There is nothing worse than nearly crapping yourself while traversing an icy forty degree mountain pitch. I remember a climb recently that caused a member of my team major issues on his way up. His bowels would not stop releasing which in some moments endangered our four man tope team. He is a humble, yet a little prideful man who pushed on and completed his summit bid in absolutely pristine outdoor conditions. Had there been any external environmental challenges, we could have failed in our attempt or possible failed in staying safe.
Not to say the situation was completely dire, but it is a big issue for many mountain climbers of any elevation. There are many factors that play into this issue; however, two variables are most likely the major culprits: pre-existing conditions within the body or a poor choice in diet in recent days. Both serve equally in nearly any digestive stress, but when they encounter the stress of elevation conditions they become intensified.
Generally, everyone has a challenge in breaking down one of the three major nutrient (proteins, fats and carbohydrates) into usable constituents. If any exists, then eating a food high in any of them could lead to an issue pretty quickly, aka runny, brown ooze (Irritable Bowel Syndrome) or complete stoppage (Constipation). Fiber and water do not always do the trick, and the prior tends to be the major issue here. Being backed up is majorly uncomfortable, while uncontrollable poopage just shuts down normal function.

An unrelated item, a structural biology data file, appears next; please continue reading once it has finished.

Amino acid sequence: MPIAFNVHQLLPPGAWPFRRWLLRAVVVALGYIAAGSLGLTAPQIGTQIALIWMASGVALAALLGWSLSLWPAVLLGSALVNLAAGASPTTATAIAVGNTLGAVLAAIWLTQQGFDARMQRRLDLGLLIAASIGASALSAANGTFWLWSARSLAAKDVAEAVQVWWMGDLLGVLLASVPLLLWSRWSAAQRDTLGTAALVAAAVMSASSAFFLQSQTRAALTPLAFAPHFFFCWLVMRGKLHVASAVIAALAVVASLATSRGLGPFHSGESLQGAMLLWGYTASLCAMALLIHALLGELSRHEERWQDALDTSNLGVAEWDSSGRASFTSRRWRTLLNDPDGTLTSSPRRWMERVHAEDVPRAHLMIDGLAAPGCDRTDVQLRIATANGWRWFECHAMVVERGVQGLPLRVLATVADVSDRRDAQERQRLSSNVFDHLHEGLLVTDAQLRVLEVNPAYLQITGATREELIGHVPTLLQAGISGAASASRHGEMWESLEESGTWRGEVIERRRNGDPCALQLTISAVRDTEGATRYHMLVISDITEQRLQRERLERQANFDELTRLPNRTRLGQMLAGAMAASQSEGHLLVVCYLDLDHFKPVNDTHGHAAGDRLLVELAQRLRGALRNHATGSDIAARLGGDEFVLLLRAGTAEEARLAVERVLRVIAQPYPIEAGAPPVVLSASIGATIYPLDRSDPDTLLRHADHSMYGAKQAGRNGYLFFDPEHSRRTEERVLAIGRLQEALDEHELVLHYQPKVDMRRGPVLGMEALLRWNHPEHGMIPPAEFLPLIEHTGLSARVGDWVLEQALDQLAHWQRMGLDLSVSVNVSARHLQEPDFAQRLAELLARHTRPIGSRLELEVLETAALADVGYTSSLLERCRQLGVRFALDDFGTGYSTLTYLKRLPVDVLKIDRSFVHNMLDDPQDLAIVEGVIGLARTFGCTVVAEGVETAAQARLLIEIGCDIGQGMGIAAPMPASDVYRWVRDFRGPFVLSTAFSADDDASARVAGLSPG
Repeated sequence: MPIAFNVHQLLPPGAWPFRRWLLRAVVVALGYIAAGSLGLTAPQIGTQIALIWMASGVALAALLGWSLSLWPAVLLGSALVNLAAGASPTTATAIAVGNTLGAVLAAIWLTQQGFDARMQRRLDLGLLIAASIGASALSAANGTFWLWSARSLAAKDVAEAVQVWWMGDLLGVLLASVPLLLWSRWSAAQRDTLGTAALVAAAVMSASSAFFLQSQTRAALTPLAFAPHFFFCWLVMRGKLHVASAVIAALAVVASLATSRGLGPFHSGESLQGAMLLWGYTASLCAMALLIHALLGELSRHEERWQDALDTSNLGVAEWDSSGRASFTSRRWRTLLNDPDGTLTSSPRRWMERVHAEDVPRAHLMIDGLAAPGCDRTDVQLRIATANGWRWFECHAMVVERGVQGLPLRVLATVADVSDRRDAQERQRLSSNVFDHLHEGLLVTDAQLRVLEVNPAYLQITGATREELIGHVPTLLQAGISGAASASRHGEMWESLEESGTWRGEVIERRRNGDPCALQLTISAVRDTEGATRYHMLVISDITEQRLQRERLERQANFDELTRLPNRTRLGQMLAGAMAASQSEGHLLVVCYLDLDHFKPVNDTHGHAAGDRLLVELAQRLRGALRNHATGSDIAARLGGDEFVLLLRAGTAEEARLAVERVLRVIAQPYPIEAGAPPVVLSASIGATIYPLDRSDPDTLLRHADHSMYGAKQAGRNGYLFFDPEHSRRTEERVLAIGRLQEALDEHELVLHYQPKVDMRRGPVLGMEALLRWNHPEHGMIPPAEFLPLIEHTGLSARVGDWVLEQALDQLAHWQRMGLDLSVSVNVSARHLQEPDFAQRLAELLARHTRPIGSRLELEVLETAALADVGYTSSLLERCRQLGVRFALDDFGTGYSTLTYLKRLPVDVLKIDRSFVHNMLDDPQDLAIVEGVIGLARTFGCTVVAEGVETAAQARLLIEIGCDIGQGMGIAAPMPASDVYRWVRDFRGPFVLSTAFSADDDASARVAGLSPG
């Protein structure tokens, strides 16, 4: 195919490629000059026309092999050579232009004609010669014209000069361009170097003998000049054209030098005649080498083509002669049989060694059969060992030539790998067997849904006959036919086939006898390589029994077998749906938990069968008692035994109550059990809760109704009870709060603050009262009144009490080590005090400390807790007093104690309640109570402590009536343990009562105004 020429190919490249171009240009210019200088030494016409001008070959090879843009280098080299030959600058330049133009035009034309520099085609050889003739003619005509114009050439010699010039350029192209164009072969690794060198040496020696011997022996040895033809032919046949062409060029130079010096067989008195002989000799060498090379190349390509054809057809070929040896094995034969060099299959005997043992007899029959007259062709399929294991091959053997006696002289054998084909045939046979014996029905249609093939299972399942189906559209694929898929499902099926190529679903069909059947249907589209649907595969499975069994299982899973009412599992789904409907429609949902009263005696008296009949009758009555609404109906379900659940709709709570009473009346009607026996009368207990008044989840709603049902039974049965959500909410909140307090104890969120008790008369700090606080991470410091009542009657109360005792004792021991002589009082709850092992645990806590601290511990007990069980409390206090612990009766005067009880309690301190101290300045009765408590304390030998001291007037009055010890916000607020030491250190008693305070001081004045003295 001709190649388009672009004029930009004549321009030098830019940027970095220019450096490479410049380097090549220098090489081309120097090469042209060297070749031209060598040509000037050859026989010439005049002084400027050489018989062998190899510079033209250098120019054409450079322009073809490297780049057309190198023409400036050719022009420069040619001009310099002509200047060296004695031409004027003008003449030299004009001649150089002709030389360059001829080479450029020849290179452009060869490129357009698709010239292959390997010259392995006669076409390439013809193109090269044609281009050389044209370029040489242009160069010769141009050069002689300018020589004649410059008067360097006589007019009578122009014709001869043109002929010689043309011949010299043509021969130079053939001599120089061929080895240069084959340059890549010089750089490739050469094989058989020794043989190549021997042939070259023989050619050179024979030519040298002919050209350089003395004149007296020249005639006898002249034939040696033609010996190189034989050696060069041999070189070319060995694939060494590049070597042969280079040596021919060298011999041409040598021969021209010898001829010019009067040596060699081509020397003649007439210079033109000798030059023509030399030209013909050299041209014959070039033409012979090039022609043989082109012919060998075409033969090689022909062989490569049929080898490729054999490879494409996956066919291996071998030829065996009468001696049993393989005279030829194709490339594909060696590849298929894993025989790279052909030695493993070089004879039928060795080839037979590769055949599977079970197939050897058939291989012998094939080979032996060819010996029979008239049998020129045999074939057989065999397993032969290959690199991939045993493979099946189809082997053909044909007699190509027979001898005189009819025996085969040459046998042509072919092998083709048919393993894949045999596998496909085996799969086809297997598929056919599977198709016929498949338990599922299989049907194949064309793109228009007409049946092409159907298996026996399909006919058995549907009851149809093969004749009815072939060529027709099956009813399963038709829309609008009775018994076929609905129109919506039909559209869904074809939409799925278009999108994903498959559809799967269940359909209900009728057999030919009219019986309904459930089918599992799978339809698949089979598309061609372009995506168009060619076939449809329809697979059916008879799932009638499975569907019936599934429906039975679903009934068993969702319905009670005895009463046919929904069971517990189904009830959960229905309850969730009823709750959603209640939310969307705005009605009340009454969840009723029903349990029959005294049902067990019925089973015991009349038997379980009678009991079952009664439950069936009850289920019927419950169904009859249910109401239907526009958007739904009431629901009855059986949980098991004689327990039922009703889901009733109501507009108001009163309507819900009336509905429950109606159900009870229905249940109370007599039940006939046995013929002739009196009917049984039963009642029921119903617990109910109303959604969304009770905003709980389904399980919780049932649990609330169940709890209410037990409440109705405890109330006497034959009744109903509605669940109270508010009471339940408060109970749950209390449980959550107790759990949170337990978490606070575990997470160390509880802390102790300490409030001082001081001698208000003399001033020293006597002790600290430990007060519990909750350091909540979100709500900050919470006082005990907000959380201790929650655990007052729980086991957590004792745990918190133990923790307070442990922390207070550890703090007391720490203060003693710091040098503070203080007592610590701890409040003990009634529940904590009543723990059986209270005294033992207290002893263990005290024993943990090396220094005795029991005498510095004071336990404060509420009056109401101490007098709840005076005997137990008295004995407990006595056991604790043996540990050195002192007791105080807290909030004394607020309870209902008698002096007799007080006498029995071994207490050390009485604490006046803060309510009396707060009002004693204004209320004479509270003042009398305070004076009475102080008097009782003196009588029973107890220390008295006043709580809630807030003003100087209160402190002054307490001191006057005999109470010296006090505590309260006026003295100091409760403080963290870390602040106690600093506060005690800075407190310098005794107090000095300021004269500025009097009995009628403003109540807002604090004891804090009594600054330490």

Determining which issue is the issue can take time, but with consistency it can change your world. First thing is remove one of the three major nutrients for a few days to see if any of the symptoms change. If you notice a change, look into potentially adding a corresponding digestive enzyme that breaks down the protein (protease), fat (lipase) or carbohydrate (amylase). These two actions can greatly improve the break down and give your body the opportunity to recover form trying to do the work itself. This is not always the simple answer. Actually most of the time it is not, but the basics work sometimes. Specific situations do exist where more specific assessments are needed to determine if other variables could be playing a factor. Visit with a digestive specialist (Me) to learn more.
Note: I am not a medical physician, and I do not prescribe or diagnose illnesses or diseases. My scope is limited to the function of the digestive system as it relates to food and digestive enzymes.